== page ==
So how to make Scrum appeal to introverts? Show them how done right, it provides what they care for: very focused work, and very focused meetings, where you take the minimal amount of time necessary for the work you do, with no sidetracks, no small talk, no need to "socialize". It's a work meeting; it's treated like a work meeting.

Since a Scrum team should not be changing too frequently, your introverts will come to consider the team their "insider circle" where it's okay to be "exposed". They are their team. Not their potential enemy or competitor. None of them is competing with them for a promotion, because there is no hierarchy in a Scrum Team.

Now, this will happen if you implement Scrum correctly and if all members actually want to work as a team.

It can always happen that companies for various reasons don't manage to implement it correctly and/or have people on there who are not team players. Mostly extroverts, who hate the idea that they are not allowed to do their extrovert thing instead of actual work and that each meeting has a focus that is to be stuck to and a person that will tell them to stick to it.

The way to get introverts to like Scrum is to show them a good, well working Scrum team. Because you are right, talk is cheap. Action speaks louder than words, and saying "we use Scrum" is about as valuable and truthful as North Korea claiming they are a "democratic republic". Show them you do it right. And they will like it (or not, but that then has nothing to do with being introvert - there are lots of reasons for any given human to like or dislike something).

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    @mattfreake Do you have an example of those? I mean I do collaborate as needed, but if someone want's their peace to finish their programming part, I'm certainly not disturbing them... there will always be someone else on the team to help me. I don't think there are parts for Scrum where you are artificially forced to collaborate, if it's not needed.
    – nvoigt
    Commented Feb 10, 2023 at 12:29
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    Some people are uncomfortable to give talks or talk in front of an audience, especially if it is about things like missed goals or road blocks they currently have in their work. There are more kinds introverts than just the people who do not like small talk.
    – allo
    Commented Feb 10, 2023 at 14:17
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    In a scrum meeting you are usually talking for less than a minute, about stuff that is important for you so people can help you do your job. Most introverts I've known, even the most extreme, can handle that much. And as noted there are ways to do this without a meeting; scrum is far from the only way to do agile.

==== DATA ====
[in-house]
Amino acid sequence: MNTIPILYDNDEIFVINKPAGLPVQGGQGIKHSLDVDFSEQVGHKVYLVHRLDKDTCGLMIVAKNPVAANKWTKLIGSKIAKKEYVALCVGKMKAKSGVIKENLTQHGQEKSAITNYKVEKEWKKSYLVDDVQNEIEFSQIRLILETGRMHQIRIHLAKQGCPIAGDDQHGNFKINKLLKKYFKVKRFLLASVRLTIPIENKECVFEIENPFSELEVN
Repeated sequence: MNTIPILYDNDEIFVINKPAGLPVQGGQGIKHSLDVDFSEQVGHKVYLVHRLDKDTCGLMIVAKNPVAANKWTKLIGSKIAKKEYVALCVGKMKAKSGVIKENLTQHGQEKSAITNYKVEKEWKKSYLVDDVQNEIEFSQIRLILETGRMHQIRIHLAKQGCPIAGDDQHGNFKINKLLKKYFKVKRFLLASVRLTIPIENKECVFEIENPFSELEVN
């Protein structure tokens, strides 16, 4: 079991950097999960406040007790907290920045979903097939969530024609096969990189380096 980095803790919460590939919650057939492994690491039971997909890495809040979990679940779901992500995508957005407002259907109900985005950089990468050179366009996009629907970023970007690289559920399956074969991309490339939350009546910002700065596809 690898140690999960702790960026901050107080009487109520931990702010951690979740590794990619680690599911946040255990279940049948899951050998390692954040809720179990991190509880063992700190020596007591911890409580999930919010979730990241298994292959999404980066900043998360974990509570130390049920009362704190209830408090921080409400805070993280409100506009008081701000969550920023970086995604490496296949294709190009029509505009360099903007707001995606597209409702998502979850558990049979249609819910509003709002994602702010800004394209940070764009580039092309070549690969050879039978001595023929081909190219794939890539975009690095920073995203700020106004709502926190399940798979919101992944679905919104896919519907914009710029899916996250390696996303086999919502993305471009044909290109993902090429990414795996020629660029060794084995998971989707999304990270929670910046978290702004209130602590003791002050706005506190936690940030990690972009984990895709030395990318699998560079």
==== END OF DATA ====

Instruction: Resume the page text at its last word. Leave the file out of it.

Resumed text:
– keshlam
    Commented Feb 10, 2023 at 15:01
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    @keshlam Daily scrum isn't the only "scrum meeting". There is also sprint planning, review and retrospective. And proactively raising problems and asking for help can be difficult and many people struggle with that (it's quite dismissive to say "even the most extreme" introverts can handle that, and I guess it's not too surprising that you don't know the actual most extreme introverts or those with social anxiety, who may consider talking for a minute about anything in front of a group to be rather overwhelming ... because they tend not to talk to that many people).
    – NotThatGuy
    Commented Feb 10, 2023 at 15:42
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    @Qiulang邱朗 I’m extremely introverted, I like to say "anti-social", and this is the answer I would have written. I very much enjoyed working with a team that used scrum correctly and effectively. In terms of agile in general: "At regular intervals, the team reflects on how to become more effective, then tunes and adjusts its behavior accordingly". If you’re on an agile team with introverts, tuning to keep them comfortable and productive is required by the agile manifesto. Having an introverted scrum master helps. Commented Feb 11, 2023 at 2:11

By asking them instead of us. I think the biggest problem with most "agile" processes are, that people use the methods without understanding their problem and the problem the method is trying to solve.
So firstly you have to find out what you're actually doing, what you need and what your team needs. Then you can find out how to do this with the least amount of time possible. Maybe that's scrum, maybe kanban, maybe shapeup or (and I always hope for this one) maybe it's your own method that fits perfectly for you and your team. Very important is that you also include other teams/departments in working out this method, if you have any dependencies and the power to do so.

And if all of that is a bit too much because let's be honest, we think we never have time for stuff like that, you can switch to more async communication. Why does everybody have to be in the standup meeting live and talk? Why not just send it via slack to each other in the morning/around noon or something like that? Why do you even need a standup meeting? Can you maybe do other meetings async as well? I actually switched our retro to be mostly async, we just discuss the next steps with the whole team, but everything else happens async.
Or maybe you can increase your cycle length and therefore have less meetings.

Don't let yourself be too focused on following a method and try out new stuff.